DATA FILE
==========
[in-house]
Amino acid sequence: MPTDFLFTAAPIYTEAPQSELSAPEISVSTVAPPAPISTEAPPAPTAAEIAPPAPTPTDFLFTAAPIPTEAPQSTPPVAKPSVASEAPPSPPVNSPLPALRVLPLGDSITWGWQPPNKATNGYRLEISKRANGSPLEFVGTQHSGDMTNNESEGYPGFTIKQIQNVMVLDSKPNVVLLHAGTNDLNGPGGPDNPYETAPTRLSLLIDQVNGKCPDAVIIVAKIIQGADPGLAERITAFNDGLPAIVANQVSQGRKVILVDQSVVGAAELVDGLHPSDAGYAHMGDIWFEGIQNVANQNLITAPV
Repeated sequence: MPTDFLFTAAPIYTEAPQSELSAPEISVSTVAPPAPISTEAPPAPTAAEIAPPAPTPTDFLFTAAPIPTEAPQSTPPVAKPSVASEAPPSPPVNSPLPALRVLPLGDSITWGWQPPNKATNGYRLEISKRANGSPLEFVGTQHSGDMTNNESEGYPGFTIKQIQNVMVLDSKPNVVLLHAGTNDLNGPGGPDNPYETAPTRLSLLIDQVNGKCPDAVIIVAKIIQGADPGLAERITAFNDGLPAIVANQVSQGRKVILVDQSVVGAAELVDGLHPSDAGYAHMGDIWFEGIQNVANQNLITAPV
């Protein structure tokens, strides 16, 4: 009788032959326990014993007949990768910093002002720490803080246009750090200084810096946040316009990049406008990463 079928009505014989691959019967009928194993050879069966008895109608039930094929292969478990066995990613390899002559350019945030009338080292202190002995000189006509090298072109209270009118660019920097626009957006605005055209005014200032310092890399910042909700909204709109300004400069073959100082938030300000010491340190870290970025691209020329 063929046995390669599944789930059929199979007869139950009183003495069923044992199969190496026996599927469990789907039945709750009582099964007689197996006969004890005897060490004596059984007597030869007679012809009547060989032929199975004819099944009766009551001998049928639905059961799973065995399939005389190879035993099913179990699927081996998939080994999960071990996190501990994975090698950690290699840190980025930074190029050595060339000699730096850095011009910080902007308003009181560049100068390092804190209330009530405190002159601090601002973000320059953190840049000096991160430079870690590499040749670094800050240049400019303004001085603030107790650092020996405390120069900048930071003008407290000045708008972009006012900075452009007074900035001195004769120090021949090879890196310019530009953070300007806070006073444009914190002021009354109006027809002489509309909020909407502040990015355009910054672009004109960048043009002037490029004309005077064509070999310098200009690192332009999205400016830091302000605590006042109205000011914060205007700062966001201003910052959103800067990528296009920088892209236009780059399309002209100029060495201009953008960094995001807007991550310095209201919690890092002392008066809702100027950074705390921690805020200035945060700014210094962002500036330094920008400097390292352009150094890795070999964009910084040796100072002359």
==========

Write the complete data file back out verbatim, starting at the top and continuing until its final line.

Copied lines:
[in-house]
Amino acid sequence: MPTDFLFTAAPIYTEAPQSELSAPEISVSTVAPPAPISTEAPPAPTAAEIAPPAPTPTDFLFTAAPIPTEAPQSTPPVAKPSVASEAPPSPPVNSPLPALRVLPLGDSITWGWQPPNKATNGYRLEISKRANGSPLEFVGTQHSGDMTNNESEGYPGFTIKQIQNVMVLDSKPNVVLLHAGTNDLNGPGGPDNPYETAPTRLSLLIDQVNGKCPDAVIIVAKIIQGADPGLAERITAFNDGLPAIVANQVSQGRKVILVDQSVVGAAELVDGLHPSDAGYAHMGDIWFEGIQNVANQNLITAPV
Repeated sequence: MPTDFLFTAAPIYTEAPQSELSAPEISVSTVAPPAPISTEAPPAPTAAEIAPPAPTPTDFLFTAAPIPTEAPQSTPPVAKPSVASEAPPSPPVNSPLPALRVLPLGDSITWGWQPPNKATNGYRLEISKRANGSPLEFVGTQHSGDMTNNESEGYPGFTIKQIQNVMVLDSKPNVVLLHAGTNDLNGPGGPDNPYETAPTRLSLLIDQVNGKCPDAVIIVAKIIQGADPGLAERITAFNDGLPAIVANQVSQGRKVILVDQSVVGAAELVDGLHPSDAGYAHMGDIWFEGIQNVANQNLITAPV
């Protein structure tokens, strides 16, 4: 009788032959326990014993007949990768910093002002720490803080246009750090200084810096946040316009990049406008990463 079928009505014989691959019967009928194993050879069966008895109608039930094929292969478990066995990613390899002559350019945030009338080292202190002995000189006509090298072109209270009118660019920097626009957006605005055209005014200032310092890399910042909700909204709109300004400069073959100082938030300000010491340190870290970025691209020329 063929046995390669599944789930059929199979007869139950009183003495069923044992199969190496026996599927469990789907039945709750009582099964007689197996006969004890005897060490004596059984007597030869007679012809009547060989032929199975004819099944009766009551001998049928639905059961799973065995399939005389190879035993099913179990699927081996998939080994999960071990996190501990994975090698950690290699840190980025930074190029050595060339000699730096850095011009910080902007308003009181560049100068390092804190209330009530405190002159601090601002973000320059953190840049000096991160430079870690590499040749670094800050240049400019303004001085603030107790650092020996405390120069900048930071003008407290000045708008972009006012900075452009007074900035001195004769120090021949090879890196310019530009953070300007806070006073444009914190002021009354109006027809002489509309909020909407502040990015355009910054672009004109960048043009002037490029004309005077064509070999310098200009690192332009999205400016830091302000605590006042109205000011914060205007700062966001201003910052959103800067990528296009920088892209236009780059399309002209100029060495201009953008960094995001807007991550310095209201919690890092002392008066809702100027950074705390921690805020200035945060700014210094962002500036330094920008400097390292352009150094890795070999964009910084040796100072002359």